First, why is having more words in a sentence important?
- Little children write little sentences. Their writing sounds childish in part because each sentence is so short and contains only one idea. (I have a dog. His name is Rex. Rex barks.) By writing longer sentences, children increase the sophistication of their writing. (My dog, a tan boxer, barks at other dogs.)
- Tiny sentences are almost always simple sentences. As children grow, they are taught in school to add conjunctions to form compound sentences. Unfortunately, these string-along sentences continue to sound childish. (I have a dog and his name is Rex and Rex barks.) Children need practice in forming longer sentences without relying on “and,” “but” and “so.”
- When children write longer sentences, the sentence grammar changes from short simple sentences and string-along compound sentences to more adult-like sentence structures—complicated simple sentences and complex sentences. This change is the real reason I have students count words in sentences and is more important than the actual number of words per sentence. But children need proof that change is necessary, and counting the number of words offers that. By their own calculations, children see that they are writing too many short sentences.
I begin by offering students a calculator. Using a calculator in a writing lesson surprises students, yet they relish using it. (However, because revising verbs and sentence openings often changes the number of words per sentence, this activity should wait until early revising activities are done. Many students will want to do this as soon as they finish their first draft. Restrain them until they have done the harder revising of verbs and sentence openings.)
Next, I ask students to count the number of words in each sentence and to record the number in the margin near the sentence (not within the copy itself or the number will become lost in a well revised essay). I encourage students to write the number with a colored pencil so the number will be easy to find later. Some students think I mean the number of words per line, so I usually count the number of words in the first few sentences with them, watching, so they get the idea. Even then, I point out that I am counting sentences, not the number of words on a line.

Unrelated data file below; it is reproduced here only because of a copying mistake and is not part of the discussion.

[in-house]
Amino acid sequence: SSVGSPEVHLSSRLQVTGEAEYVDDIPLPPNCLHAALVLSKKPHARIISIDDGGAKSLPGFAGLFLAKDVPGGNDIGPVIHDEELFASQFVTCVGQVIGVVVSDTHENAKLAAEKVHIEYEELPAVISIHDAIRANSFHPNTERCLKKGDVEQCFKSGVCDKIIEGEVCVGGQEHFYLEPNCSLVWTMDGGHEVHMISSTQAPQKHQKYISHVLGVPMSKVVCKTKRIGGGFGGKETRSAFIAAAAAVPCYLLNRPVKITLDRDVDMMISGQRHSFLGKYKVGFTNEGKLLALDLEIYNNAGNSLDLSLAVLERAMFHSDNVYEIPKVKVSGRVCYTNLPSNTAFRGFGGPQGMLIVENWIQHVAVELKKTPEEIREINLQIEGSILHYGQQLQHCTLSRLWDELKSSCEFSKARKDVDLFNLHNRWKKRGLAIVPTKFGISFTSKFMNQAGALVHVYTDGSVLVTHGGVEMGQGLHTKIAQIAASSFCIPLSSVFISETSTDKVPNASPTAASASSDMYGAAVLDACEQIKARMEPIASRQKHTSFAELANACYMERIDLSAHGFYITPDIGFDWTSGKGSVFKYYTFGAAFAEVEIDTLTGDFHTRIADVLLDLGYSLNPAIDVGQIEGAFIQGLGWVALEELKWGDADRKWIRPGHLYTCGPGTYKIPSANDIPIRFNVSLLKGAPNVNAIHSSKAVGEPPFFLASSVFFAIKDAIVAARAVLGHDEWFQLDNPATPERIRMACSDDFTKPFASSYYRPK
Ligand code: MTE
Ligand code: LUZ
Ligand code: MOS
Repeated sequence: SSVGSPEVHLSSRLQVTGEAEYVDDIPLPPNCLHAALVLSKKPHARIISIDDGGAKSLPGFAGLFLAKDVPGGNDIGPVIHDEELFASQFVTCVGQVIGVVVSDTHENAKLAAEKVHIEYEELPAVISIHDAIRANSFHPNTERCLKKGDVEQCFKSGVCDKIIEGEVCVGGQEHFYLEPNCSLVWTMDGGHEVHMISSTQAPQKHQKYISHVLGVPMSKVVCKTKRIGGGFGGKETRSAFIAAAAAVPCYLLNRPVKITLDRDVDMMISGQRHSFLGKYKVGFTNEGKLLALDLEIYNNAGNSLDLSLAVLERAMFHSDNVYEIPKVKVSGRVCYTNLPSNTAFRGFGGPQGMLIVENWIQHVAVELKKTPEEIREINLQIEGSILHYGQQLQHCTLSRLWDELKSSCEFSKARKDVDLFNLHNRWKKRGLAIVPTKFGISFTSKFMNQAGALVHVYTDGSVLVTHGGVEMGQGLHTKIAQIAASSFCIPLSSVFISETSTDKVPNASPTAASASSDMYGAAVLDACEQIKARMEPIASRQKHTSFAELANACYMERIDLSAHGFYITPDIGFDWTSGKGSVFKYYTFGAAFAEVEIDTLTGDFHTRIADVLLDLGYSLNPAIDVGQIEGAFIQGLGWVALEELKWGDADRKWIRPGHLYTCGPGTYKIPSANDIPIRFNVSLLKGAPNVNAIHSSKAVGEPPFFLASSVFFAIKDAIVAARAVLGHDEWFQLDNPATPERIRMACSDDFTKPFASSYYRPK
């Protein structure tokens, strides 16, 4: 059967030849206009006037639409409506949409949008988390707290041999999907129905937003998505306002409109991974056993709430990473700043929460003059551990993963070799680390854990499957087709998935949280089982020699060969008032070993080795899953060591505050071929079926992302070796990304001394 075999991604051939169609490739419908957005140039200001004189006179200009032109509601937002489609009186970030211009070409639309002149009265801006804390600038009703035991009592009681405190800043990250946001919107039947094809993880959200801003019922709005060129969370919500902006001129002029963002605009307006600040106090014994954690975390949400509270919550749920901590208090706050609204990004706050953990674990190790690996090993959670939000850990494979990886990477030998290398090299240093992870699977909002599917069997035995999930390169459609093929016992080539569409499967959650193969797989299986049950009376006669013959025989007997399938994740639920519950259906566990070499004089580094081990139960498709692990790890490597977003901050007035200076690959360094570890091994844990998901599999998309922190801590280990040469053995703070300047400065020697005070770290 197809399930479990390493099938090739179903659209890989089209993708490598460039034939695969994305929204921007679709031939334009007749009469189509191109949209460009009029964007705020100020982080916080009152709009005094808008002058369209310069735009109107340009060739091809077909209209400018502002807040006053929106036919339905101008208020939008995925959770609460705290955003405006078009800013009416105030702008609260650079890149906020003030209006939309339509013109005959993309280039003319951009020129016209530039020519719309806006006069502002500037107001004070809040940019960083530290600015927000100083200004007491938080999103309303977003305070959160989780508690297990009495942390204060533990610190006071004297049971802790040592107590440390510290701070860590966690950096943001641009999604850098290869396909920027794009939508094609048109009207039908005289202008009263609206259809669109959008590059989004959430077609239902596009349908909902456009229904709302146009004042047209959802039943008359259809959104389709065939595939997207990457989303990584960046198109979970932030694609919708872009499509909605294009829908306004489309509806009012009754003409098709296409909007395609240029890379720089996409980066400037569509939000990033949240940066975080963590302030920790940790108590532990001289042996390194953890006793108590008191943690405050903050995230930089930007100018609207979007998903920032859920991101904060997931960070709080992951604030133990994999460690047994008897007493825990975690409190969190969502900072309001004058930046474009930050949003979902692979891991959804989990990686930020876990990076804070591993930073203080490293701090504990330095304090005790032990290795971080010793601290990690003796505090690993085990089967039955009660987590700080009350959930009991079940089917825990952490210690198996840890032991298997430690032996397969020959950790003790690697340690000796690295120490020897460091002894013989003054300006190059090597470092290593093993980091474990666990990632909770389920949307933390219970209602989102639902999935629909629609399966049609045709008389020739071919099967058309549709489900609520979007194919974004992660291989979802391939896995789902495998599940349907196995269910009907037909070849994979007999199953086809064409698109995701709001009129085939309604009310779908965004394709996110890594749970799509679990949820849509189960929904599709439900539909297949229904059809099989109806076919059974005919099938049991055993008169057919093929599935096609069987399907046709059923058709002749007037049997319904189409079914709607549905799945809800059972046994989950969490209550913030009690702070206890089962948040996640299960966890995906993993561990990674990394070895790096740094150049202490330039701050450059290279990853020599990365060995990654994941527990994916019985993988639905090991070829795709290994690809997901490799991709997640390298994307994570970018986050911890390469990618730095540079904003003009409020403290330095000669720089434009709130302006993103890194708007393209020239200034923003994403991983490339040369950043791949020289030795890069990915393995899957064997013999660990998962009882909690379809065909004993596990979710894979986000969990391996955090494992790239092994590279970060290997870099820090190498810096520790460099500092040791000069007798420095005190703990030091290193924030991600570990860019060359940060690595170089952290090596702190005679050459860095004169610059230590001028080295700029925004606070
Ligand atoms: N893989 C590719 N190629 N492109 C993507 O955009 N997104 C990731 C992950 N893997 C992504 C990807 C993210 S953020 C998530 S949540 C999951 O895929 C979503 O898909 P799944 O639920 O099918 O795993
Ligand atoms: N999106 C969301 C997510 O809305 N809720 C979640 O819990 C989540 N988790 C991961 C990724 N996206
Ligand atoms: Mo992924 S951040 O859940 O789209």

After all the words are counted, I ask students to add up the total number of words (that is, to add up all the margin numbers they have just written down). Then they add up the total number of sentences, either by counting the number of first words circled (not such a good idea since those words often change) or by counting the number of numbers in the margin (easy if the numbers are in colored ink).
Now the student uses a calculator to divide the total number of words by the total number of sentences, to find the average (mean) number of words per sentence.
Because little children tend to write little sentences, and adults tend to write longer sentences, I give every student a target number of words per sentence based on grade level. For third graders it is 13; for fourth graders, 14; for fifth graders, 15. I set a target of more than 15 for middle schoolers, and the high teens for high school students and older.
Granted, these numbers are arbitrary. But they are easy for students to remember and they serve the purpose of making students work to increase the number of words per sentence. Rarely do I teach a beginning student who matches the target number in his writing without revising. But with revising, the number always increases.
A few exceptions:
- Students who use dialog will have shorter sentences because people usually speak in shorter sentences. Try calculating just the sentences without dialog. I have had some students try to eliminate dialog to increase the number of words per sentence. No! The dialog sparkles the writing and needs to stay.
- What if children use interjections like “Wow!” or “Holy cow!” Should they be counted as a sentence? Ignore them.
How do children increase the number of words per sentence? We will look at that in the next blog.